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dc.contributor.advisorLenta, Margaret Mary.
dc.creatorRamnath, Nitha.
dc.date.accessioned2011-11-10T07:34:53Z
dc.date.available2011-11-10T07:34:53Z
dc.date.created2006
dc.date.issued2006
dc.identifier.urihttp://hdl.handle.net/10413/4160
dc.descriptionThesis (M.A.)-University of KwaZulu-Natal,Durban, 2006.en
dc.description.abstractIn this study, I examine the substantive representation of women in the Provincial Legislature of Gauteng. The general perception is that if there is a substantial numerical representation of women in parliaments, then women's concerns will be adequately represented. My purpose was to understand how women perceived political representation. I found that although all the women whom I interviewed were interested in women's matters, they did not wish to be confined to the role of representing women, but wished to involve themselves in a broader spectrum of concerns. Although in South Africa there is an increase in the representation of women in the legislature, this is not necessarily being translated into effective and gender-sensitive policy-making. The partylist system of proportional representation was found to impact negatively upon the ability of women to represent women's concerns as women were constrained by the male dominated party and senior party officials. A legislated quota system would ensure that women from all parties are represented and the inclusion of a constituency-based electoral could counterbalance the control of parties. Female representation is subjected to numerous challenges from men, and from political parties which may not wish to prioritise the concerns of women. The introduction of formal political institutions in parliament would be best placed to monitor the selection process in parliament as well as ensure fair practice. The gender impact of the political and policy process can only be recognised through institutional mechanisms rather than the presence of women alone. Women themselves are by no means unanimous concerning what is best for them as parliamentarians or how they should represent the concerns of women. Channels of communication should be opened for women to understand each others cultural constraints. Although mechanisms, like the Women's Parliamentary Caucus, do exist for women to carry out representation, the effectiveness and status of the Caucus is questionable due its institutional status. Formalising the WPC as a standing committee would create a platform from which women could act to represent the concerns of women.en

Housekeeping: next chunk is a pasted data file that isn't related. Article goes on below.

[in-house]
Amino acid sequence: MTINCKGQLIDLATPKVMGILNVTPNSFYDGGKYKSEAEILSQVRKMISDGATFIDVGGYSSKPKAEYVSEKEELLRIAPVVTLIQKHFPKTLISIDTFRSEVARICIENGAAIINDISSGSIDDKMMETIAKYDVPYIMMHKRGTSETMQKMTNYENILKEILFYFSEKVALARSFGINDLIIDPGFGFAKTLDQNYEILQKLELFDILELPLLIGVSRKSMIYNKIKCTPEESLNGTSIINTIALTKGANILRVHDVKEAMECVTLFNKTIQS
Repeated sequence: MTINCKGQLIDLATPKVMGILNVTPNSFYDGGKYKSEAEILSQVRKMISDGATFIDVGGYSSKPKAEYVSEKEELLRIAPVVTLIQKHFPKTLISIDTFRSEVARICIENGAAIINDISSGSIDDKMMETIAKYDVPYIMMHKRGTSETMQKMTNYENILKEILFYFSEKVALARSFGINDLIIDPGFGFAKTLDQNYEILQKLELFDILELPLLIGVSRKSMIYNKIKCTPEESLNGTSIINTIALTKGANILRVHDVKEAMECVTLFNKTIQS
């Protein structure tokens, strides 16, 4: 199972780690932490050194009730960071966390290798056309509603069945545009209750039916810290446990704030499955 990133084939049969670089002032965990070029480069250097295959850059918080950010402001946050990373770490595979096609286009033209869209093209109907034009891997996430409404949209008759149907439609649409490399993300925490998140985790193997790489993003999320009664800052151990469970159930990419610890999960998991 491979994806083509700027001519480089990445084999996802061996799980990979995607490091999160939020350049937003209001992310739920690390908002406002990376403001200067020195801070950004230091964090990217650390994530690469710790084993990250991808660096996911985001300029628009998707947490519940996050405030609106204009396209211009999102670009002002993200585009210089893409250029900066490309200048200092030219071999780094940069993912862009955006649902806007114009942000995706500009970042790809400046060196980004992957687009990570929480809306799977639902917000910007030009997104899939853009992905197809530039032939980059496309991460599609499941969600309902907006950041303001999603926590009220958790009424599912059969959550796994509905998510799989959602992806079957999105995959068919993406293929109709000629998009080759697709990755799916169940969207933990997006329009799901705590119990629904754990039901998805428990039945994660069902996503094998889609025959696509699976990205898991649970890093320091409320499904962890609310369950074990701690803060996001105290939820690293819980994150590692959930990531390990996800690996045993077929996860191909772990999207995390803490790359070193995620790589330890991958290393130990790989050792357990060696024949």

dc.language.isoenen
dc.subjectTheses--Political science.en
dc.titleThe substantive representation of women in parliament with specific reference to the provincial legislature of Gauteng, 2001-2004.en
dc.typeThesisen


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